Chamber Dance Project is essentially what it says on the tin: a small dance troupe which performs to live chamber music.
Performing as part of the Joyce Theater’s Ballet Festival, the Washington D.C.-based company, led by Artistic Director Diane Coburn Bruning, programmed five works by three choreographers, plus two instrumental, dance-free interludes (a work by Russell Peck and Prokofiev’s Sonata for Two Violins in C Major). It’s a tall order for a troupe of any size, and a bit like a restaurant with an overly diversified menu: more is not necessarily better.
Coburn Bruning is a strong believer in improvisation and collaboration. Her belief in the experimentation is so strong that, before the curtain goes up, she sometimes hands musicians a score they’ve never played together before, and gives the dancers “directions for structured improvisation.” In her own words, the result is “a premiere each performance.”
Following this method for her work SI-8 and SI-9, she added two photographers, who crouched around the stage, dodging dancers and trying to snap dancers between grands battements. As an idea, it is playful, potentially fun. The execution and quality of the end result is, of course, subject to numerous, unpredictable factors. On Thursday night, the clusters of dancers were thick, and the movements hard to see. One photographer looked more like he was filming a video, which made his movement somehow more static and looked less spontaneous.
Exit Wounds….And Then They Come Home by Coburn Bruning was a more successful venture. Set to a selection of movements from several Philip Glass string quartets, it is an often impassioned pas de deux for two men – not something even the most adventurous companies do very often. Performed Thursday night by Davit Hovhannisyan of Milkwaukee Ballet and Jacob Bush from Atlanta Ballet, Exit Wounds is a romantic tug-of-war, if not tragedy, including some mixture of vague strife, lovemaking and unmaking. Several of the lifts are striking, including one in which Bush lifts Hovhannisyan (both of whom are men with a capital “M”) – his two legs piercing the air like a pair of open scissors. Coburn Bruning plays with weight and gravity, and by default – trust. The melodrama grows as the piece continues, and starts to consume it, taking precious time away from the night’s most interesting work. The piece ends with Bush cradling Hovhannisyan in a curled, fetal-like position: a trope overused by many choreographers for traditional heterosexual pas de deuxs. While it was good to see a different incarnation of this instinctual “hold me” moment, one can’t help but ask when we will also see, with more frequency, a woman cradling a man.
Arranged, also by Coburn Bruning, features three female dancers donning white lace veils. They sit on those white cafe chairs we see at all outdoor weddings, with rose petals at their feet. The music: the haunted strains of Arvo Part. Creating a statuesque silhouette, the veil creates a completely different line for the body, and its imagery comes heavily weighted. The veil has statuesque authority. It is the symbol of the saint and sinner. At once an emblem for the Madonna and the last, symbolic shroud of a virgin on her wedding day, it’s also the shroud of the sinner, and an alternative to a mask – a traditionally devious device. Arranged is, given its title, trying to say something about the institution of marriage (maybe every marriage, despite our delusion of choice in the matter, is ”arranged?”), but it feels more like performance art than contemporary dance. Francesca Dugarte, Morgan Rose and Luz San Miguel strike a few poses and ronds de jambe in slow motion while seated on the chairs, and you have the bulk of the movement.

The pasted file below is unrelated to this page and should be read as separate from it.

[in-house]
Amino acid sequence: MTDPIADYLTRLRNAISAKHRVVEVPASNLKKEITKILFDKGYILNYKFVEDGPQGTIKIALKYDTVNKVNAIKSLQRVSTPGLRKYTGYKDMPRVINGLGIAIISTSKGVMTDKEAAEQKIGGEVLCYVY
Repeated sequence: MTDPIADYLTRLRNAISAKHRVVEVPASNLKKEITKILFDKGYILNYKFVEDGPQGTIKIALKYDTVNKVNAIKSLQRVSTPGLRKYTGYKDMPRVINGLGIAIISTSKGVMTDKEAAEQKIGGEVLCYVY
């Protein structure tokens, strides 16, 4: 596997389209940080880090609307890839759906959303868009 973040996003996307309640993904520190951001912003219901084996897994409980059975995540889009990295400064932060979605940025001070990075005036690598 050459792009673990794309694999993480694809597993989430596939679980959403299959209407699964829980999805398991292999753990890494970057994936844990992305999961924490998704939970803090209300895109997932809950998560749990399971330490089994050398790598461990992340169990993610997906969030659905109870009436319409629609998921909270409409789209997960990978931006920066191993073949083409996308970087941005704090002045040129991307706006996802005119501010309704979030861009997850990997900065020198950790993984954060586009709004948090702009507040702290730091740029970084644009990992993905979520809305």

Sur, choreographed by Jorge Amarante, is balletified tango, up to a point. Several of the movements are too slow to really feel any sense of rhythm or drama, and the livelier sections are fine, but there is something wanting, and it might be Paul Taylor. Women get dragged around on the floor with some frequency, and one couple exits only to return in American Apparel underwear and perform a sexualized pas de deux. While it might be the “offstage” result of a sexy tango partnering, the work didn’t gain anything from bringing it onstage and unclothed. Wild Swans, by New York-based Darrell Grand Moultrie is a contemporary ballet work filled with convex and concave contrasts, and frequent fidgets (think some works by van Manen or Forsythe). While the work ends with dancers stalking the audience and worming their bodies into grotesques, the majority of the work largely featured fairly traditional contemporary partnering. The dancers were working hard, but had varying degrees of intensity with each other. It’s possible as an ensemble company they didn’t have enough time together to really delve into their partnerships.
The musicality of the dancers was not always as high as one might hope, given the troupe’s dedication to performing to live music; however, it must be noted that these dancers don’t perform together frequently. Pulling talent from various places can spark great things, but maybe a more pared-down program with fewer variables would help these collaborations to fully thrive.